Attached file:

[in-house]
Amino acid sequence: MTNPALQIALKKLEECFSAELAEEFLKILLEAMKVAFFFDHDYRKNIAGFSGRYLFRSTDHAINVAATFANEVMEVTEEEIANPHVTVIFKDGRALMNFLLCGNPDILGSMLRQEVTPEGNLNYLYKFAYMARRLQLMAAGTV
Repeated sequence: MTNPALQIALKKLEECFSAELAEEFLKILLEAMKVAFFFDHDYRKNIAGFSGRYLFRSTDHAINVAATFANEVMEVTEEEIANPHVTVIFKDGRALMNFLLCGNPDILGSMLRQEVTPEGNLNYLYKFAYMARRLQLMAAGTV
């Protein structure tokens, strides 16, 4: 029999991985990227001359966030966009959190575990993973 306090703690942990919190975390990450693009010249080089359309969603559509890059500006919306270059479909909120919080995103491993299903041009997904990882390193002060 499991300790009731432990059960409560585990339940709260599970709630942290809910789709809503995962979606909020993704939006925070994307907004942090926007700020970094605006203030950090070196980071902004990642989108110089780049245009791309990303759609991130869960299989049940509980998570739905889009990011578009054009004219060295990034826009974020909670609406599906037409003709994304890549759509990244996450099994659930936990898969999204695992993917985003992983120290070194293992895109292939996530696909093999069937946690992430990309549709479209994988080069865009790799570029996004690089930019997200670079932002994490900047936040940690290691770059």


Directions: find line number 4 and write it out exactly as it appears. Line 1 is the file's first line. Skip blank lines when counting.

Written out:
């Protein structure tokens, strides 16, 4: 029999991985990227001359966030966009959190575990993973 306090703690942990919190975390990450693009010249080089359309969603559509890059500006919306270059479909909120919080995103491993299903041009997904990882390193002060 499991300790009731432990059960409560585990339940709260599970709630942290809910789709809503995962979606909020993704939006925070994307907004942090926007700020970094605006203030950090070196980071902004990642989108110089780049245009791309990303759609991130869960299989049940509980998570739905889009990011578009054009004219060295990034826009974020909670609406599906037409003709994304890549759509990244996450099994659930936990898969999204695992993917985003992983120290070194293992895109292939996530696909093999069937946690992430990309549709479209994988080069865009790799570029996004690089930019997200670079932002994490900047936040940690290691770059």